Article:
Recipient of major downstream contracts Fluor trains recent grads and career changers at new US Gulf Coast craft training center.
A number of oil and gas-related jobs remain in high demand, and they are witnessing healthy year-on-year wage growth. In fact, the need to fill these positions is so strong that at least one major contractor on the U.S. Gulf Coast is offering free training to help individuals with varying backgrounds qualify for these opportunities.
"Skilled craft professionals are in high demand not only in the Gulf Coast, but throughout the United States," said Jim Hanna, Fluor Corp.'s vice president for construction and fabrication human resources, craft services and industrial relations.
Fluor, which has secured contracts with major downstream players in the region such as BASF, LyondellBasell and Sasol, recently opened a U.S. Gulf Coast craft training center near Houston. The facility offers entry-level craft training in the electrical, instrumentation, millwright and pipefitting trades. Moreover, it offers experienced, active welders advanced training. Tuition for the 12-week entry-level craft training program is free for students.
"In the Gulf Coast, we have seen the wage rates for mechanical craft increase around 6 to 8 percent over the past year because qualified personnel are in such high demand," continued Hanna. "The U.S. Gulf Coast Craft Training center creates new opportunities for individuals to embark on the workforce of the future."
DownstreamToday recently caught up with Hanna to learn more about Fluor's craft training offerings, which are available to recent high school graduates as well as individuals seeking a career change. Applicants to Fluor's program need to understand that the training is rigorous and the resulting career paths are demanding, and success on both fronts begins with the right attitude, Hanna said. Read on for more of his insights about the training center as well as opportunities for craft professionals in the downstream.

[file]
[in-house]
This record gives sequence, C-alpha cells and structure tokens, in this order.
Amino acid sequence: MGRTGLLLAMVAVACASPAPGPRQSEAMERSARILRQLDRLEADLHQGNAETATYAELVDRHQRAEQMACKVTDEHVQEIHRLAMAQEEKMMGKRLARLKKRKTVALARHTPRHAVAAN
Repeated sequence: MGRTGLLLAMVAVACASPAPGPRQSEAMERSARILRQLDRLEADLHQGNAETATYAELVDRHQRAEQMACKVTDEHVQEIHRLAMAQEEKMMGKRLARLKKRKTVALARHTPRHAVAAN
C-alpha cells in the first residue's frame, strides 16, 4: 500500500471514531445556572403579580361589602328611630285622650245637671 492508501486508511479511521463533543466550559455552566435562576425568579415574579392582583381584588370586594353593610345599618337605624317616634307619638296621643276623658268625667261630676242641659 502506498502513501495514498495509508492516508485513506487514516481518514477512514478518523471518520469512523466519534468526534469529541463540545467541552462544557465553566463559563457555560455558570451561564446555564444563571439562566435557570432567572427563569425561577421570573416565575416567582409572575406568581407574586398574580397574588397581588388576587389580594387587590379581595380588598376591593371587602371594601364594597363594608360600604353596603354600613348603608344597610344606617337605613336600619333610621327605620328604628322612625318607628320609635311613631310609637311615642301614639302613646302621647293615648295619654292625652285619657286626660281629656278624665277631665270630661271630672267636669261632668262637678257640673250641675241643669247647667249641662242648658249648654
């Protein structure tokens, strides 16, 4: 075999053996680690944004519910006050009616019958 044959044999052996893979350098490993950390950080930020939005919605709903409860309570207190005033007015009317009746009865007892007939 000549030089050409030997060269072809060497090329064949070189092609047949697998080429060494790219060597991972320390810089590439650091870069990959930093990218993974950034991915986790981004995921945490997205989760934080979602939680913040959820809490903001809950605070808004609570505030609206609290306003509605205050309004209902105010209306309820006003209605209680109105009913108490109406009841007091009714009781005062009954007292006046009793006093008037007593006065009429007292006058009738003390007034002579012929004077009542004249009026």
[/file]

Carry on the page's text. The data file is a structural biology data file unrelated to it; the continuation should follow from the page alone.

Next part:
DownstreamToday: What niche does Fluor's Gulf Coast craft training center fill?
Hanna: Demand for skilled craft professionals is at extremely high levels as the construction industry, as a whole, has not done well at revitalizing and developing its workforce over the past decade. With the number of projects going on across the United States, combined with retiring owners’ organizations, there is an industry-wide shortage of skilled craft professionals.
This significant investment to develop and open the training center enables Fluor to help mitigate the industry-wide shortage of skilled craft professionals by providing training to enable individuals to embark on these high-demand, well-paying careers.
A welding student in Fluor’s U.S. Gulf Coast craft training program. A 2014 survey by NCCER found that welders made an average annual salary exceeding $64,300. Source: Fluor Corp.
Through the U.S. Gulf Coast Craft Training Center, Fluor provides entry-level, pre-employment training in the electrical, instrumentation, millwright and pipefitting disciplines. The 12-week classes are led by NCCER-certified trainers with extensive industry experience, with approximately 60 to 75 students in each session.
Upon successful course completion, trainees receive industry-recognized, entry-level credentials in the NCCER Core Curriculum, as well as NCCER Level I and II certifications in one of the four trades. Equipped with these portable, industry-recognized certifications, graduates can apply for craft positions in industrial construction throughout the country. In addition to this entry-level training, we have expanded our welder upgrade training program to this location to help meet the demand for skilled welders.
Fluor has offered welder upgrade training and after-hours training at our jobsites in various crafts for decades; however, this is the first time we have offered pre-employment, entry-level training.
DownstreamToday: Why is pursuing a career as an electrical, instrumentation, millwright or pipefitting specialist in the Gulf Coast's downstream sector a good move?